New York

Helene Appel, Beinscheibe (Hind Shin Cross Cut), 2014, encaustic and oil on linen, 6 3/4 × 6".

Helene Appel, Beinscheibe (Hind Shin Cross Cut), 2014, encaustic and oil on linen, 6 3/4 × 6".

Helene Appel

James Cohan

Helene Appel, Beinscheibe (Hind Shin Cross Cut), 2014, encaustic and oil on linen, 6 3/4 × 6".

Absorbed by the careful rendering of everyday objects and materials, German artist Helene Appel transforms the surfaces of her variously sized canvases into trays or tabletops, across which generally unremarkable things appear to have been scattered or spilled. In this, her US solo debut, Appel presented entries from three new groups of work—devoted to fabric, meat, and plastic, respectively—alongside other, closely related pieces. In each case, the painter’s handling is delicate and detailed, but never so rigorously illusionistic that the structure of the support is forgotten. Appel’s concern is as much with each painting as a whole object as it is with the imagery therein, and the subjects she chooses allow for an especially fine balance between the figurative and the abstract.

The first room hosted Untitled (Sweepings) and Grey Cleaning Rag, both 2014. The former depicts, in oil and acrylic against a buff linen ground, a multicolored constellation of tiny bits and bobs—scraps of tape, half a sycamore seed, a thousand specks of more or less unidentifiable stuff. It’s as if the canvas had been sprayed with a layer of glue and allowed to gradually accumulate the macroscopic clutter and grime of an unkempt household desk. The latter, smaller work depicts the undistinguished cloth of the title. With the rag laid almost flat, only the thin red stripe that runs down each side of it and the imperfect match between the object’s outer edge and that of the panel itself emphasize its natural imperfection. The rag’s coarse weave, however, comes very close to matching that of its linen base—allowing for a gentle confusion of actuality and representation.

Fabric is, of course, one of figurative art’s timeless standbys. A great test of technique, it’s also a useful tool: Partially draping or veiling figures and objects alike makes them appear that much more convincingly present. In Appel’s work, however, fabric stands, or rather lies, alone, covering nothing but the picture plane itself. In the gallery’s main space were two much larger examples that further plumb the interaction between cloth as subject and as support. Both also feature stripes, which has the effect of augmenting the works’ link with a well-populated sub-history of abstraction: While painted mostly in watercolor so that the burlap surfaces appear more stained than coated, they evoke both the delicate hand-patterning of Agnes Martin and the more “assisted” fold-paint-and-stretch process of younger painter Tauba Auerbach.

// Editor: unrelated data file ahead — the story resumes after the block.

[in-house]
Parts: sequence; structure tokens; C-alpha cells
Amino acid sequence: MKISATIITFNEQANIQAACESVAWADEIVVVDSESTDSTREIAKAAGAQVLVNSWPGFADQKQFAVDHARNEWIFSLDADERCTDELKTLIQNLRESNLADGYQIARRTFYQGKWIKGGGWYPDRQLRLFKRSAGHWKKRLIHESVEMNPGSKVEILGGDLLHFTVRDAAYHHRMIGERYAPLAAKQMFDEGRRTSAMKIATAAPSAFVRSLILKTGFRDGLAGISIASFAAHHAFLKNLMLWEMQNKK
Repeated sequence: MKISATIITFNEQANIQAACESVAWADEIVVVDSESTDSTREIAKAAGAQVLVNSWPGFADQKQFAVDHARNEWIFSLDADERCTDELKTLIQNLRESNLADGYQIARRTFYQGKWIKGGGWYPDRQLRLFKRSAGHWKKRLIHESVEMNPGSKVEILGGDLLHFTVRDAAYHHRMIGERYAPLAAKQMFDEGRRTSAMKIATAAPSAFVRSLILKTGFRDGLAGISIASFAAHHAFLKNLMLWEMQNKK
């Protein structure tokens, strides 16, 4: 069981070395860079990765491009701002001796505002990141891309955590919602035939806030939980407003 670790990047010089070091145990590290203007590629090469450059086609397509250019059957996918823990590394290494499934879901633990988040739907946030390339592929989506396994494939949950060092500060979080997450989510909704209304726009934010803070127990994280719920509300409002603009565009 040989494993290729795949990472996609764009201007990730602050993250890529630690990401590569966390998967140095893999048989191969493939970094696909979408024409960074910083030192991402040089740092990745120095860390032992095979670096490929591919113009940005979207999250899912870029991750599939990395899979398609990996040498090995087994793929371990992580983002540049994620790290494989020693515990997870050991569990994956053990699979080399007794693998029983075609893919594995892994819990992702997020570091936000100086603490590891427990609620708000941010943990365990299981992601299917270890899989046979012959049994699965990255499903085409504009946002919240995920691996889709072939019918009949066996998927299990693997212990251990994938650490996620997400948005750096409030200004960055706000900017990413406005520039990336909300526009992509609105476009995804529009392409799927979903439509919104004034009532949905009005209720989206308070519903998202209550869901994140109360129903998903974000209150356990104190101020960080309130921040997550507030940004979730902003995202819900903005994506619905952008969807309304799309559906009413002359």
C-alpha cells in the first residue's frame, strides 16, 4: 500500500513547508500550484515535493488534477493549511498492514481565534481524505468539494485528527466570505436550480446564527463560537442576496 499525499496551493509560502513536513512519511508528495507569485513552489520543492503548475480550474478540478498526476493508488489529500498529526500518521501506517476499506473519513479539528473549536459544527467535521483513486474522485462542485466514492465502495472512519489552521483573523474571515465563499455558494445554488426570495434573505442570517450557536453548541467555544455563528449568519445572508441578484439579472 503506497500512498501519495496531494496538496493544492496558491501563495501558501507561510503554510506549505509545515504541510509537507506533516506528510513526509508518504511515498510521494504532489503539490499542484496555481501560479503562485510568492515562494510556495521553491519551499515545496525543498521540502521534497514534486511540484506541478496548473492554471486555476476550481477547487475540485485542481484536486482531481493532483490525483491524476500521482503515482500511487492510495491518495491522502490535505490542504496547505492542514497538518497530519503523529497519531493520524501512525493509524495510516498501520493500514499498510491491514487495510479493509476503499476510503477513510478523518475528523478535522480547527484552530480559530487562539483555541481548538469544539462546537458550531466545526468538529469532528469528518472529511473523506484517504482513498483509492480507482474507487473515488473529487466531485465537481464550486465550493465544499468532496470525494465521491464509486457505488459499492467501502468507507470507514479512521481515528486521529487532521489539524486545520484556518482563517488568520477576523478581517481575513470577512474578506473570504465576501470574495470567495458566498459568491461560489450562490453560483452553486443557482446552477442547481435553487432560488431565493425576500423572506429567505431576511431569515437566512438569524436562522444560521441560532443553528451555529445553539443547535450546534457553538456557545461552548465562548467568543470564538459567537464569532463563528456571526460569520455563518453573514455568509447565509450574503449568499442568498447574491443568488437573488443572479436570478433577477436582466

The show also included a painting by Appel depicting a clear plastic sheet, as well as two portraying shallow puddles of water; in these, texture is pared back to virtual nonexistence, occasional highlights and slight tonal variations offering the only confirmation that the subject is even there. This makes for a satisfying juxtaposition with Appel’s meat paintings, in which the artist trades such airy near-nothings for the fatty heft of encaustic. It feels, for example, as though one should be able to peel the image of a steak in Beinschiebe (Hind Shin Cross Cut), 2014, off its tiny panel and slap it straight onto a grill. Meat is, of course, another traditional go-to for painters, and the directness of its treatment here allows it to stand in for a comprehensive range of associations: From portraiture to landscape, sex to death, these raw slabs seem to contain multitudes. (Large Water Spill, 2014, invites us to play associative games, too, though any findings seem, in spite of the design’s Rorschachesque diagnostic potential, somehow less portentous). Refreshingly, Appel’s work feels understated, and unapologetic, in its historical rootedness.

Michael Wilson